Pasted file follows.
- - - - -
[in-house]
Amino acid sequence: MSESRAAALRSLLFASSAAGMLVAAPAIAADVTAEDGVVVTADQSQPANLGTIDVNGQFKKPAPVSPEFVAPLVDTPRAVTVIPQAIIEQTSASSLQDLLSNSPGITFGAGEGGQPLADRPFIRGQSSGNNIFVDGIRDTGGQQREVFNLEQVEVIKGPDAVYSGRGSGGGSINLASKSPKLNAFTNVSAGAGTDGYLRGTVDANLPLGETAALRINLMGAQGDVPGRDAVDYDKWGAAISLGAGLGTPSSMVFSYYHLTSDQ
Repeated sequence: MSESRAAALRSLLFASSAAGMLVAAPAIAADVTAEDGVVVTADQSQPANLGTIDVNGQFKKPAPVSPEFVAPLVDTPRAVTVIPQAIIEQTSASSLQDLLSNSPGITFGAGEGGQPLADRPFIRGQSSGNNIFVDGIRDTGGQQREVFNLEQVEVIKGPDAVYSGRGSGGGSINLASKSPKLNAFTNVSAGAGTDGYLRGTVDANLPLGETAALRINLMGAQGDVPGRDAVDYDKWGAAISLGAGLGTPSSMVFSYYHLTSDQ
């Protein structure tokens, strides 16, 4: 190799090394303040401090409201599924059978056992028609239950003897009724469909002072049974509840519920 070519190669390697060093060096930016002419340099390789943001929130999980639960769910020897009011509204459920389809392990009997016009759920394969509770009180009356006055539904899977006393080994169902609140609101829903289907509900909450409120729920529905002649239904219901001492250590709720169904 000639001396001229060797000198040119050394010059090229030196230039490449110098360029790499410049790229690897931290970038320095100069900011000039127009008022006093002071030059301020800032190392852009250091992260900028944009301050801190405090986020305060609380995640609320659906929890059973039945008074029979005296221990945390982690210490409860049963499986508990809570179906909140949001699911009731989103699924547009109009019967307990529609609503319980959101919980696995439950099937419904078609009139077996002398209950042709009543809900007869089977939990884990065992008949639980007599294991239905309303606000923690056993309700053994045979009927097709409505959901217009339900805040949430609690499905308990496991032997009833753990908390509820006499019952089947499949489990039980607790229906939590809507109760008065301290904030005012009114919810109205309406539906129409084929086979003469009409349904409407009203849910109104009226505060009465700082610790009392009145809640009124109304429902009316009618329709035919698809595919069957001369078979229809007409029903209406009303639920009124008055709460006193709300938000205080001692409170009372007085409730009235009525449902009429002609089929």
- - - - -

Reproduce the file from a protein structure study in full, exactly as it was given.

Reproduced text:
[in-house]
Amino acid sequence: MSESRAAALRSLLFASSAAGMLVAAPAIAADVTAEDGVVVTADQSQPANLGTIDVNGQFKKPAPVSPEFVAPLVDTPRAVTVIPQAIIEQTSASSLQDLLSNSPGITFGAGEGGQPLADRPFIRGQSSGNNIFVDGIRDTGGQQREVFNLEQVEVIKGPDAVYSGRGSGGGSINLASKSPKLNAFTNVSAGAGTDGYLRGTVDANLPLGETAALRINLMGAQGDVPGRDAVDYDKWGAAISLGAGLGTPSSMVFSYYHLTSDQ
Repeated sequence: MSESRAAALRSLLFASSAAGMLVAAPAIAADVTAEDGVVVTADQSQPANLGTIDVNGQFKKPAPVSPEFVAPLVDTPRAVTVIPQAIIEQTSASSLQDLLSNSPGITFGAGEGGQPLADRPFIRGQSSGNNIFVDGIRDTGGQQREVFNLEQVEVIKGPDAVYSGRGSGGGSINLASKSPKLNAFTNVSAGAGTDGYLRGTVDANLPLGETAALRINLMGAQGDVPGRDAVDYDKWGAAISLGAGLGTPSSMVFSYYHLTSDQ
């Protein structure tokens, strides 16, 4: 190799090394303040401090409201599924059978056992028609239950003897009724469909002072049974509840519920 070519190669390697060093060096930016002419340099390789943001929130999980639960769910020897009011509204459920389809392990009997016009759920394969509770009180009356006055539904899977006393080994169902609140609101829903289907509900909450409120729920529905002649239904219901001492250590709720169904 000639001396001229060797000198040119050394010059090229030196230039490449110098360029790499410049790229690897931290970038320095100069900011000039127009008022006093002071030059301020800032190392852009250091992260900028944009301050801190405090986020305060609380995640609320659906929890059973039945008074029979005296221990945390982690210490409860049963499986508990809570179906909140949001699911009731989103699924547009109009019967307990529609609503319980959101919980696995439950099937419904078609009139077996002398209950042709009543809900007869089977939990884990065992008949639980007599294991239905309303606000923690056993309700053994045979009927097709409505959901217009339900805040949430609690499905308990496991032997009833753990908390509820006499019952089947499949489990039980607790229906939590809507109760008065301290904030005012009114919810109205309406539906129409084929086979003469009409349904409407009203849910109104009226505060009465700082610790009392009145809640009124109304429902009316009618329709035919698809595919069957001369078979229809007409029903209406009303639920009124008055709460006193709300938000205080001692409170009372007085409730009235009525449902009429002609089929």